• Check-in at reception if you're doing a class. Gyms may be using track and trace, which may automatically log when you enter. For classes, it's best to always check-in. Try and do so as close to the time as possible to avoid unnecessary time spent in the gym.
  • Clean your equipment and mats. As above, keep all of your equipment clean.
  • Follow the social distancing signs. You'll need to be 2m apart from people, and expect one way systems to be in operation.
  • Keep to a one-hour workout max. Nuffield will be restricting the time spent at the gym, and others may do the same.
  • Only shower if you're swimming. Showering and changing room usage may be limited or unavailable.

Bear in mind, guidelines will differ per establishment, so it's best to check with yours directly to find out what they will be.

What happens to my membership?

It depends on the terms and conditions of your membership agreement. Most gyms will have paused payments, which means that they will start again if it is now open. For this reason, you may already have seen a payment leave your account for your membership if you pay monthly.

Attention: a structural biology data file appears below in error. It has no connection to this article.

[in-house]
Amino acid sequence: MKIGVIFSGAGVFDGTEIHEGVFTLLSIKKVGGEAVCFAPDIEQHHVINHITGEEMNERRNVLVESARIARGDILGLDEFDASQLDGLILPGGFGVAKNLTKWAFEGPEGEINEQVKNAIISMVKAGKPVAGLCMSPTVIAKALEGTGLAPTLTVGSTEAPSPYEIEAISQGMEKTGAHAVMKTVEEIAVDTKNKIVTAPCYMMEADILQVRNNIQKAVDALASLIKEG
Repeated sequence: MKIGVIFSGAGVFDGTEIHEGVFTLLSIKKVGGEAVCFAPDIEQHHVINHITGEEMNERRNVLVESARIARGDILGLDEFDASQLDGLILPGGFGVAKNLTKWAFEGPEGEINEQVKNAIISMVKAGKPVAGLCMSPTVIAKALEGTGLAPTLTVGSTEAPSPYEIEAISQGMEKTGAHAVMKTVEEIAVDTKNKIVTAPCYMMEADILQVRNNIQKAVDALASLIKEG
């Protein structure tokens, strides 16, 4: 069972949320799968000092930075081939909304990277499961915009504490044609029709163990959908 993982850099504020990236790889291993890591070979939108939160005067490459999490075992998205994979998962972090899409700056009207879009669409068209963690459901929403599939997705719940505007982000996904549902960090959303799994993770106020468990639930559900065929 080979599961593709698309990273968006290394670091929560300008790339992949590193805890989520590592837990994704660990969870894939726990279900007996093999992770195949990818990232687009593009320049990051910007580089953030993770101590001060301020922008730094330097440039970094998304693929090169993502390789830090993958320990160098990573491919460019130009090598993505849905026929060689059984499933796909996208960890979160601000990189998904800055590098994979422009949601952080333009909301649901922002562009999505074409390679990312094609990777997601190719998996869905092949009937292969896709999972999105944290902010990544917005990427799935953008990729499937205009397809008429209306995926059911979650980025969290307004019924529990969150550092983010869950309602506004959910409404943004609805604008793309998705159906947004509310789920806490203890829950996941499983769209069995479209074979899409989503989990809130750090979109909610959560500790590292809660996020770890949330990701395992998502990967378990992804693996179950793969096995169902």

Others may have carried on, so it's worth contacting your gym ASAP as you may be entitled to a refund or free membership in the future if you have paid during the time it was closed. If you are tied into an annual contract, you will need to pay the full cost unless you can get your gym to agree to a cancellation. As most will have paused your membership, the four months lost due to lockdown will not count if you haven't paid for them.

I have a membership, but I don't feel safe in the gym - can I freeze or cancel?

Understandably, you might not want to go back to the gym under the current circumstances. Which? have spoken to most major gyms about their policies and the vast majority have options for you to continue to freeze your membership if you wish to do so.

This means your contract is suspended, not cancelled or fulfilled. You are unlikely to be able to cancel if your gym is satisfying the legal requirements to open, but it's worth contacting them to see what your options are. Remember, each gym is different, and they may take your circumstances into account when making a decision. Here's what Citizen's Advice state around cancelling gym memberships.